From Attack to Defense: Toward Secure In-vehicle Networks
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New security breaches in vehicles are emerging due to software-driven Electronic Control Units (ECUs) and wireless connectivities of modern vehicles. These trends have introduced more remote surfaces/endpoints that an adversary can exploit and, in the worst case, control the vehicle remotely. Researchers have demonstrated how vulnerabilities in remote endpoints can be exploited to compromise an ECU, access the in-vehicle network, and then control vehicle maneuvers. To detect and/or prevent such vehicle cyber attacks, researchers have also developed and proposed numerous countermeasures. However, there still remain critical attacks which existing defense schemes can neither detect/prevent nor considered. Moreover, existing defense schemes lack certain functionalities,thus not meeting the need of strong protection for safety-critical ECUs against in-vehicle network attacks.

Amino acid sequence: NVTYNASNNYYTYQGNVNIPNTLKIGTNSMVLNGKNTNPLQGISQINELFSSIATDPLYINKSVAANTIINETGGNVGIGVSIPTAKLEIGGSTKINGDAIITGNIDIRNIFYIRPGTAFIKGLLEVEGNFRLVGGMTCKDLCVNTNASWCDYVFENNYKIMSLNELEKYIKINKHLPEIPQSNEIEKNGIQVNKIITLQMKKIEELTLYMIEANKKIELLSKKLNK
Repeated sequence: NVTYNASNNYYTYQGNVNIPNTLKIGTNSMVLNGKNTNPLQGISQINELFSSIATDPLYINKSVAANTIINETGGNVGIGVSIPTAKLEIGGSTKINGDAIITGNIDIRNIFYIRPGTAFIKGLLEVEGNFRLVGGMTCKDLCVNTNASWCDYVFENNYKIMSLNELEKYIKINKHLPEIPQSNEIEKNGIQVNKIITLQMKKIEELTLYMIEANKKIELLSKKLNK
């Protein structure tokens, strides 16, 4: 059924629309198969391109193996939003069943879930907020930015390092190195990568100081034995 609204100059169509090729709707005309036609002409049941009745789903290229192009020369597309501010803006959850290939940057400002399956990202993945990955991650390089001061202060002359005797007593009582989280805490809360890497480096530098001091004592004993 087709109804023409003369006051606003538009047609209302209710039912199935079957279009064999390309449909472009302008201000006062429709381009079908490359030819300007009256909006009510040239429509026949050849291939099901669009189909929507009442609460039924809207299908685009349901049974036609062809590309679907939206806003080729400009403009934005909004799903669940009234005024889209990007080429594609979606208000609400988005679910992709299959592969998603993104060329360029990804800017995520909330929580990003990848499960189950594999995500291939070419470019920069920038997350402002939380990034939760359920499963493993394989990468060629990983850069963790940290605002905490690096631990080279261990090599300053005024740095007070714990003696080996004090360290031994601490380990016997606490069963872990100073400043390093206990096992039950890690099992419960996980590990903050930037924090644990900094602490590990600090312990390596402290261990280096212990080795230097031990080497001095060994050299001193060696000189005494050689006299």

In this thesis, we first unveil a new type of Denial-of-Service (DoS) attack called the bus-off attack which, ironically, exploits the error-handling scheme of in-vehicle networks in shutting down the vehicle. Next, we propose a new anomaly-based Intrusion Detection System (IDS) which detects intrusions based on extracted fingerprints of ECUs. Such a capability fills the deficiency of existing IDSs and thus detects a wide range of in-vehicle network attacks, including those existing schemes cannot. Then, we propose an attacker identification scheme which provides a swift pathway for forensic, isolation, and security patch. Such an identification is achieved by fingerprinting ECUs based on voltage measurements. Lastly, we propose two new attack methods called the Battery-Drain attack and the Denial-of-Body-control attack through which an adversary can disable parked vehicles with the ignition off. These attacks invalidate the conventional belief that vehicle cyber attacks are feasible and thus their defenses are required only when the vehicle's ignition is on.